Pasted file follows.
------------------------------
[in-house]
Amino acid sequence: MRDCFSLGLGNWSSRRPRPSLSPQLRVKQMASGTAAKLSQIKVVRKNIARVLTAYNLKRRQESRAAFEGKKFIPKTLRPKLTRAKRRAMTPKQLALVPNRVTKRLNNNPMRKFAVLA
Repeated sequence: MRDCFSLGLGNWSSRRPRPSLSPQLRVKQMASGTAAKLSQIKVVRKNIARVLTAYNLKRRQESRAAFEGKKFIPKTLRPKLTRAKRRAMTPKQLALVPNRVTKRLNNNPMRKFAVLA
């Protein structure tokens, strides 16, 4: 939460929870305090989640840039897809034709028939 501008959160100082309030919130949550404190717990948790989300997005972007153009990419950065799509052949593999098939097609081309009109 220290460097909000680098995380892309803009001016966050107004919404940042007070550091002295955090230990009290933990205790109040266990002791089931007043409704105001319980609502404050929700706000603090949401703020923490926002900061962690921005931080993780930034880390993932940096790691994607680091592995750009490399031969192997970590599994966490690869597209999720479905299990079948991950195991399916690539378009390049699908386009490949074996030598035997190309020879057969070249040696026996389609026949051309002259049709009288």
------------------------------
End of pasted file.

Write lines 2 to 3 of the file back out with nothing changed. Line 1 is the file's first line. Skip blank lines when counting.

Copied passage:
Amino acid sequence: MRDCFSLGLGNWSSRRPRPSLSPQLRVKQMASGTAAKLSQIKVVRKNIARVLTAYNLKRRQESRAAFEGKKFIPKTLRPKLTRAKRRAMTPKQLALVPNRVTKRLNNNPMRKFAVLA
Repeated sequence: MRDCFSLGLGNWSSRRPRPSLSPQLRVKQMASGTAAKLSQIKVVRKNIARVLTAYNLKRRQESRAAFEGKKFIPKTLRPKLTRAKRRAMTPKQLALVPNRVTKRLNNNPMRKFAVLA